AFM Flashback: Lawrence Welk Landed in Santa Monica With a Dream in 1951

Lawrence Welk - Publicity - H 2018
Courtesy of LA Times Photographic Archive, UCLA Library

In 1951, he'd brought his big band, the Champagne Music Makers, to the city's pier for a four-week gig at the Aragon Ballroom. He was a major hit, drawing crowds of 7,000, and the rest is history.

Near American Film Market HQ is the crown gem in Lawrence Welk’s L.A. County real estate empire.

At 100 Wilshire Blvd., next to the junction of Wilshire and Ocean Ave., sits the 21-story Lawrence Welk Plaza. Nearby, at 1221 Ocean, is the 16-story apartment building the Lawrence Welk Champagne Towers, and next to that an 11-story office building at 1299 Ocean called the Wilshire Palisades.

To say Welk did well in Santa Monica would be an understatement. In 1951, he brought his big band, the Champagne Music Makers, to the Santa Monica Pier for a four-week gig at the Aragon Ballroom. He was a major hit, drawing crowds of 7,000. The band was so successful it was offered a weekly program on KTLA that went national on ABC, running on the network for 27 years until 1982.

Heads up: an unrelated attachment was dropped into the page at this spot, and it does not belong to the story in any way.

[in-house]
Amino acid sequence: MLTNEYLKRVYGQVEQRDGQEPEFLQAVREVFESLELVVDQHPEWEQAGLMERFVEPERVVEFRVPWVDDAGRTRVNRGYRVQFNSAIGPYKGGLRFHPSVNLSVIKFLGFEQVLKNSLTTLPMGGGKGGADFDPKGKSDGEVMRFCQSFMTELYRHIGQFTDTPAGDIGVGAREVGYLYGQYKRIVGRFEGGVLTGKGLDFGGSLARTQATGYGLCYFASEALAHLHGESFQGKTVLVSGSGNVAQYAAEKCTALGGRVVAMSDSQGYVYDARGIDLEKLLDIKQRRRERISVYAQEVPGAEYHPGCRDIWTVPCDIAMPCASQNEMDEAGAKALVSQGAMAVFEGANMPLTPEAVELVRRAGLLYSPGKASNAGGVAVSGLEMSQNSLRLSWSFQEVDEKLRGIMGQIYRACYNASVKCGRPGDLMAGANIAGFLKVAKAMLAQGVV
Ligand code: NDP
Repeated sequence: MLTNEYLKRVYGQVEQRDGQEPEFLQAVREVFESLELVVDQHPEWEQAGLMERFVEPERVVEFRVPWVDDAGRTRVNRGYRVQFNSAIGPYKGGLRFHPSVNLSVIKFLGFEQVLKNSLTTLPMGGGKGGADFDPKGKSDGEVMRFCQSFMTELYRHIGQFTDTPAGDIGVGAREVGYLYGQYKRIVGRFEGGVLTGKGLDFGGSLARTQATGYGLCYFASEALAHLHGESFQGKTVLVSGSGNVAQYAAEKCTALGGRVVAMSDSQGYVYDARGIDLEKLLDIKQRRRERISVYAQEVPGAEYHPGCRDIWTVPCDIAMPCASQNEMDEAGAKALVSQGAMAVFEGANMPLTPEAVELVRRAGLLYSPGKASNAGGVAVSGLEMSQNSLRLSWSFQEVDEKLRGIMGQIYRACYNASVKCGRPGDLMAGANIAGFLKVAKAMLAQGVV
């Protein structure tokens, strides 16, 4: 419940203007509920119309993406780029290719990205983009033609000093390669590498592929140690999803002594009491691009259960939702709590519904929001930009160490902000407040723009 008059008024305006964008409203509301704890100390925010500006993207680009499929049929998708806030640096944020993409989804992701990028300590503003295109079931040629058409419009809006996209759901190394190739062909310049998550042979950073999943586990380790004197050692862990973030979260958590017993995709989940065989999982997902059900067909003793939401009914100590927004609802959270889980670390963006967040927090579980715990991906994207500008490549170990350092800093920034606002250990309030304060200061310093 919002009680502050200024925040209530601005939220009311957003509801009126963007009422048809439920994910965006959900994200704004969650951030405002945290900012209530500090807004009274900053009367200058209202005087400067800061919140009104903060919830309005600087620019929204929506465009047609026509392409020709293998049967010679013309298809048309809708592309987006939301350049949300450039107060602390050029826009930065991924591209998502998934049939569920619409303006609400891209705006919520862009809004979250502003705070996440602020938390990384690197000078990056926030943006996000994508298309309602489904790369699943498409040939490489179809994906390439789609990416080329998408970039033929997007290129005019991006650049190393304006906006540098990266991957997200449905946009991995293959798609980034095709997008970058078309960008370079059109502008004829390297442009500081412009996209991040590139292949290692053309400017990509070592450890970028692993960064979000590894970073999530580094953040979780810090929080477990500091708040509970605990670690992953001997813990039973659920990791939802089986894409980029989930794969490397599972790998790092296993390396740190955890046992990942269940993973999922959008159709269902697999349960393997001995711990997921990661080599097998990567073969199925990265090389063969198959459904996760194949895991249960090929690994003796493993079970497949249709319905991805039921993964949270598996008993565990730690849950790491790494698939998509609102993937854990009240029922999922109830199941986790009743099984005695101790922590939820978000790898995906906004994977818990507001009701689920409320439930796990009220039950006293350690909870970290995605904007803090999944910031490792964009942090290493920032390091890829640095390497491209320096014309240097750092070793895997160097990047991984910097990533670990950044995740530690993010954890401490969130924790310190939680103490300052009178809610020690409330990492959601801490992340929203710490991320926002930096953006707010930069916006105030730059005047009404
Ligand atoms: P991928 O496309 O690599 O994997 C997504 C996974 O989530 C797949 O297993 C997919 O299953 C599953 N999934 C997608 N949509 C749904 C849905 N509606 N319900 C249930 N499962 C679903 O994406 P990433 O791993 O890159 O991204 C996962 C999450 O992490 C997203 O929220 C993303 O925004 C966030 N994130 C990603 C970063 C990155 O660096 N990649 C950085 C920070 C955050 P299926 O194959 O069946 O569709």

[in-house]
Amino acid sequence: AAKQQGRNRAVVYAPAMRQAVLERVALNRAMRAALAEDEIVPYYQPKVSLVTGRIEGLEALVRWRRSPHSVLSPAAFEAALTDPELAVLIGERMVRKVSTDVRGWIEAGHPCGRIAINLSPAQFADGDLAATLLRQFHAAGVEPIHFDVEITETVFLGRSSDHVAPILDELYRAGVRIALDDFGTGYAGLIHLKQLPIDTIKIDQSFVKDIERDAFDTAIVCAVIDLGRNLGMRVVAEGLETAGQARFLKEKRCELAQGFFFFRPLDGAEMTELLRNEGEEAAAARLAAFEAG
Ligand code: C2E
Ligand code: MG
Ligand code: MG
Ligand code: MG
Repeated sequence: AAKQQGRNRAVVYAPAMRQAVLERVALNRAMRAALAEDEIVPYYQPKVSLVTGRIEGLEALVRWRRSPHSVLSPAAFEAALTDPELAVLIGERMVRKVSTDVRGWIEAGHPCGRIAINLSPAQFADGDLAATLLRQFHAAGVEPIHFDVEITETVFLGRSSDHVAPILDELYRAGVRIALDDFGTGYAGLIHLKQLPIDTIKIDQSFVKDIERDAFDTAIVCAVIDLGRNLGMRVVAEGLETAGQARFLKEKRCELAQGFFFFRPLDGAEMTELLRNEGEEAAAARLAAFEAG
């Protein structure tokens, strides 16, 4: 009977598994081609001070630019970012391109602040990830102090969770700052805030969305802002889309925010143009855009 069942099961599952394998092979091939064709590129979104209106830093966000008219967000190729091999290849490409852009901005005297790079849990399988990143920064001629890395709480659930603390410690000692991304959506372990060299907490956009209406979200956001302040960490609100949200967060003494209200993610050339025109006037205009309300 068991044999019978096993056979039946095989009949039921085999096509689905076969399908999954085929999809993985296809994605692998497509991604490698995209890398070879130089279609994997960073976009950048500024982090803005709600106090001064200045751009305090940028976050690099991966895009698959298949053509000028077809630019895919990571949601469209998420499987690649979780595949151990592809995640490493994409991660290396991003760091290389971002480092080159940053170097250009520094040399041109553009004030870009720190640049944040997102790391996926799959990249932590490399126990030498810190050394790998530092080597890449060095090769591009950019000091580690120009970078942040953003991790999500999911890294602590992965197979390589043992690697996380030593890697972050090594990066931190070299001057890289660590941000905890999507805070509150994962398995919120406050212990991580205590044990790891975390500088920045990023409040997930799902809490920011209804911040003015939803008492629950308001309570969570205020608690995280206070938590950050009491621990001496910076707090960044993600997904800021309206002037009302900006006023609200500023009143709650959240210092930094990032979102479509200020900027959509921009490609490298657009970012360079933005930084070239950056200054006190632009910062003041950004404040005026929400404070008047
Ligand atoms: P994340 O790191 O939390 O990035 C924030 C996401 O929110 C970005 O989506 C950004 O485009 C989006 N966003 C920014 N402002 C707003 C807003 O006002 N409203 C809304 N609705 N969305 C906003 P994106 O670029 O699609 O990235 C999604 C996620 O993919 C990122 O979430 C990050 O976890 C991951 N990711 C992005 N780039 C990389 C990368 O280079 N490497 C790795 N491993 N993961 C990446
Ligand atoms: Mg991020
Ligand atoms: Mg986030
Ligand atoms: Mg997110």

In that time, America became accustomed to Welk’s odd accent, folksy manner and the way he’d begin conducting by saying, “Ah one, ah two.” Welk’s gross income in 1956 was estimated to be in the millions, and he performed at President Eisenhower’s inaugural ball in 1957.

With the kind of money he was earning, one could buy a lot of 1950s Santa Monica real estate. Welk invested wisely. “My dad drove through Santa Monica every night on the way to the Aragon Ballroom where he was playing,” recalls son Larry Welk. “He loved the ocean views.”

This story first appeared in The Hollywood Reporter's Oct. 31 daily issue at the American Film Market.